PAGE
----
September 10, 2014

Jane is the administrative assistant at a local company. She considers herself to be an honest person. She would never think of walking into a store and shoplifting. That would be wrong.

Yet, twice this week, Jane walked into the company mailroom and applied postage to her personal bills without a second thought.

How could she do that?

Because she had seen her boss do the same thing – many times. Once Jane saw this, she assumed postage was a perk offered by the company. She’d never known of other companies where this was permissible, but, oh well.

Tom works in the warehouse of a manufacturing company. The local vice president, Jerry, sent Tom to his house to move some furniture for his wife. Jerry said, “Don’t worry about it – I’ll approve the overtime.”

Compass Pointing the Way to Integrity in BusinessJerry’s the boss, so Tom did as he was told. A few weeks later, Tom needed a truck to move his daughter into her college dorm. He borrowed the company truck. He was going to use it for only a few hours, after all. No one would ever miss it.

Stories like these happen every day in companies, although policies in the employee handbook may disallow them. The employees probably even signed the handbook, saying they understood the policy and would abide by it.

Whatever the company policy, the behavior by the people at the top becomes the standard. If a company is serious about maintaining an ethical, honest work environment, training is a first step. And the training has to start at the top.

A poor tone at the top was cited as a primary factor in 18 percent of employment crimes with a loss of $1 million or more, according to the most recent biannual report of the Association of Certified Fraud Examiners.

Overall, a poor tone at the top was reported as the fourth primary internal control weakness by the 1,400 organizations that were victims of fraud, behind lack of internal controls, override of existing internal controls and lack of management review.

Ethics is not a clear-cut issue but is often in the eye of the beholder. What one person sees as unethical may be perfectly acceptable to someone else.

How clear are your company’s policies on ethical behavior? Does your company talk about its ethics policies? Do you give examples of inappropriate or unethical behavior?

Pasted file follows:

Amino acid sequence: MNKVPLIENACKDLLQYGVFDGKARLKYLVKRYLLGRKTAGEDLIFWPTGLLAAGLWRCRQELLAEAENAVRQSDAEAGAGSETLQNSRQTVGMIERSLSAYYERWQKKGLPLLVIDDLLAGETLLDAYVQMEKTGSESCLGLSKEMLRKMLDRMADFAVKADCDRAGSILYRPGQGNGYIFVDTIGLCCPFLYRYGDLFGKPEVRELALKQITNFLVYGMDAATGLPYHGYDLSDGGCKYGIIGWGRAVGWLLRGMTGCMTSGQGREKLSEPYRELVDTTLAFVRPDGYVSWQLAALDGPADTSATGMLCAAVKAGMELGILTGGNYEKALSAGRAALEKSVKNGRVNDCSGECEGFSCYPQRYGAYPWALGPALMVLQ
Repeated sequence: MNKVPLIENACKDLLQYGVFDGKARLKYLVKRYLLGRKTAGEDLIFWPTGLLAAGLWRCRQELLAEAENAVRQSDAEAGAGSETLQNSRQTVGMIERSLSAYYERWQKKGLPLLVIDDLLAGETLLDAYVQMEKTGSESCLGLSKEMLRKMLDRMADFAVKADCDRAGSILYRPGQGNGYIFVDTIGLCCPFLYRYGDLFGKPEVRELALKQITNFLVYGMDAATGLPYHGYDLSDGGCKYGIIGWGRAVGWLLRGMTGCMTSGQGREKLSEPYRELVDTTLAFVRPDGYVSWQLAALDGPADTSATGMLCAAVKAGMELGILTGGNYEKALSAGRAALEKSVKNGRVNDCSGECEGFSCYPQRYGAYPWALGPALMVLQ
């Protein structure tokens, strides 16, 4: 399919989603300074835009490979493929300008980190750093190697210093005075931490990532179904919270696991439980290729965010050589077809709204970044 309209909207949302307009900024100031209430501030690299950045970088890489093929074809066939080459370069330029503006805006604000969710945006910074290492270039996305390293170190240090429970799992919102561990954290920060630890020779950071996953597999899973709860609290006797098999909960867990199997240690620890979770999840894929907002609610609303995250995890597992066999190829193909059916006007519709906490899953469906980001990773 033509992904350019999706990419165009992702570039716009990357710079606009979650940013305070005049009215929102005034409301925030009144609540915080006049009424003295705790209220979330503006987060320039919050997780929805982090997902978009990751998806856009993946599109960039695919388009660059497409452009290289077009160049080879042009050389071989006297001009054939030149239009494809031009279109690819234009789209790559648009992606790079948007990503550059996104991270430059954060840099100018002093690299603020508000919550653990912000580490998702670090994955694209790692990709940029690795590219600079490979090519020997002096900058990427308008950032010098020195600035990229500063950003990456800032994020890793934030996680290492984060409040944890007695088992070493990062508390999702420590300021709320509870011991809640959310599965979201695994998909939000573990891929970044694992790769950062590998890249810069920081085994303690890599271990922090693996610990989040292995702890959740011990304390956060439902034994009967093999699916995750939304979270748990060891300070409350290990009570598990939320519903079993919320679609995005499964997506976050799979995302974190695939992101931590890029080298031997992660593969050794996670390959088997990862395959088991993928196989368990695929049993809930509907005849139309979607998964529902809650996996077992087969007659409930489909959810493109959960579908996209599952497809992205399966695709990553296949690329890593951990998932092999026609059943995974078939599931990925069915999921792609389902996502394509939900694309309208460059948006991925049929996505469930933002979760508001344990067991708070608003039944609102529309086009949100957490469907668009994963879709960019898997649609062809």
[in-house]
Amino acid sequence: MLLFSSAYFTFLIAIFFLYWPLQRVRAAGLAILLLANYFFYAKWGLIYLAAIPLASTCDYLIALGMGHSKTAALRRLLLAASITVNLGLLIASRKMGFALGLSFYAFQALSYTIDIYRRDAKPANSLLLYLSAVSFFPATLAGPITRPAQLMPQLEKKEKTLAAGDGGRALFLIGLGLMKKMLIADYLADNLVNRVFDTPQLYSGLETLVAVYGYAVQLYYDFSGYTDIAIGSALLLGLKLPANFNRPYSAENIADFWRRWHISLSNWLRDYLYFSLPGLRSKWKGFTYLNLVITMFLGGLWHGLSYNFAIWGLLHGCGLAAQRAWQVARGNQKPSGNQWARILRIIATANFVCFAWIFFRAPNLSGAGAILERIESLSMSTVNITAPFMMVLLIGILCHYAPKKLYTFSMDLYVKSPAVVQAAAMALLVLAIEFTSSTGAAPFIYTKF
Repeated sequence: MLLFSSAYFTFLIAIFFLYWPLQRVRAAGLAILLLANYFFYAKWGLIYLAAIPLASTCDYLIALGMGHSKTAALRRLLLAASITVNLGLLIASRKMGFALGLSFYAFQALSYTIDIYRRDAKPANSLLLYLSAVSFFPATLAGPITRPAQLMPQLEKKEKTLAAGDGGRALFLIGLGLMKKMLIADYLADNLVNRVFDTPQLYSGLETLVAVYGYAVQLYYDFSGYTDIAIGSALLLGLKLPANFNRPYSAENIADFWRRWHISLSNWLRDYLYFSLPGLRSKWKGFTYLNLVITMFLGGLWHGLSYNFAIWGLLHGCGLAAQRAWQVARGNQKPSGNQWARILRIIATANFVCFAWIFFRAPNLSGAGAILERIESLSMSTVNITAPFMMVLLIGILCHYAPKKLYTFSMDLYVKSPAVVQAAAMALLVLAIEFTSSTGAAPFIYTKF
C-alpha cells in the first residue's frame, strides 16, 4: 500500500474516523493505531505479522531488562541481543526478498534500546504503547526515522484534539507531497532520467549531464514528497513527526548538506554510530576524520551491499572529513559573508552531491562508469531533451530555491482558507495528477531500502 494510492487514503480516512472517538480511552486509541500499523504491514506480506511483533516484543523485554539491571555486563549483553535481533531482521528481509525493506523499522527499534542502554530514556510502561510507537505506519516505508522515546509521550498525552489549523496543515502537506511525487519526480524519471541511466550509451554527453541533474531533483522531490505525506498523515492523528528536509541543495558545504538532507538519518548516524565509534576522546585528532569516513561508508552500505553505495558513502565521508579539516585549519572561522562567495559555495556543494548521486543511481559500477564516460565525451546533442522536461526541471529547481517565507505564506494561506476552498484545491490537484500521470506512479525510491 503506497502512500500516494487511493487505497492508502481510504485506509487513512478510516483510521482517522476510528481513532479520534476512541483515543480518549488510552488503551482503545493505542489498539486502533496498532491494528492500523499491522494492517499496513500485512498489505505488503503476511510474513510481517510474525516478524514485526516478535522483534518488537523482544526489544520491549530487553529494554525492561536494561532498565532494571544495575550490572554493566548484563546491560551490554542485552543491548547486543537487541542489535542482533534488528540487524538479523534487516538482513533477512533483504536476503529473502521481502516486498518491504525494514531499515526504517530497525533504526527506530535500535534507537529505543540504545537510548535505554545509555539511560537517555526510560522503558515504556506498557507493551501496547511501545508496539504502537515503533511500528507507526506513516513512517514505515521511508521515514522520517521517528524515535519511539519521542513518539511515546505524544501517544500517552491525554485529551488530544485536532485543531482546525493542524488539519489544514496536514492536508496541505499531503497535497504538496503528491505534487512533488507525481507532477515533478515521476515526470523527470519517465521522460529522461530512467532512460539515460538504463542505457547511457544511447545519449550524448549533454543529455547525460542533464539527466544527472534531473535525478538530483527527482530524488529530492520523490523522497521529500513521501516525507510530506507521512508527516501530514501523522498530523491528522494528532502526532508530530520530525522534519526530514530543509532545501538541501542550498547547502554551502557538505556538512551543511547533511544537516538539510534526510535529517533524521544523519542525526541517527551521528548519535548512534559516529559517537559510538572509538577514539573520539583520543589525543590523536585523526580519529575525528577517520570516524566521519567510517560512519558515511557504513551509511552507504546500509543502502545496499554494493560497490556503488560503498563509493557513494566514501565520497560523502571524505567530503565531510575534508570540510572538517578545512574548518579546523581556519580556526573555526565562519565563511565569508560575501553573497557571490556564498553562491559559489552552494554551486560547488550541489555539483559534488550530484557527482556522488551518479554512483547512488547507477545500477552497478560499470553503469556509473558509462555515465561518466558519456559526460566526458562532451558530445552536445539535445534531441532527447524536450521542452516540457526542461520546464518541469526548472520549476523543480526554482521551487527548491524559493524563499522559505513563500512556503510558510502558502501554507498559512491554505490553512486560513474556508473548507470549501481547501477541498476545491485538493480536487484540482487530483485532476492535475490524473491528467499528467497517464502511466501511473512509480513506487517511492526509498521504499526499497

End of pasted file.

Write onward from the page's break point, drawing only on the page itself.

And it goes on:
Doing so might help people like Jane, Tom and their bosses make better decisions about their actions.

Once employees are trained on the company’s ethics policy, they need to know what to do if they observe unethical behavior. Employees are much more likely to witness these occurrences than you are. The general wisdom is that an anonymous “hotline” is the best way to allow employees to report questionable behavior.

Without anonymity, employees may fear retaliation from the person or persons being named. If a hotline isn’t available, an employee should have a clear path to follow – one that does not have to include direct reporting through a supervisor.

When questionable behavior is reported, it must be investigated, and the upper echelons of management must be swift, thorough and diligent. There can be no “sacred cows” who receive special treatment. If upper management is involved in the ethics breach, an independent party may need to be brought in to investigate to remove any appearance of impropriety. Consequences should fit the crime. If your company policy indicates that certain offenses will result in termination, it should be enforced. Other issues might result in a written warning as a step in a three-strike policy. Part of your staff training should include training on the consequences to be expected.

Another important feature of your company’s ethics and compliance program involves internal controls. Your systems and processes should be designed to minimize the chance that someone could behave unethically without being caught.

Many research studies have shown that otherwise honest employees will take liberties if they find themselves in a desperate situation. Employees generally plan to take only a little – and only for a short time. They always say they had planned to pay it back. If you make it easy for them to steal, you’ll see it happen.

Having appropriate internal controls and checks and balances protects your employees from their own desperation. Don’t allow shortcuts to procedures. Management should review the separation of duties and approval/sign-off processes to ensure that checks and balances are in place and working as they were designed to work.

Be clear and emphatic with the message that your company values ethical behavior and that unethical behavior will not be tolerated, at any level. Don’t rely on trust. Rely on a well-designed system.

This article was originally posted on September 10, 2014 and the information may no longer be current. For questions, please contact GRF CPAs & Advisors at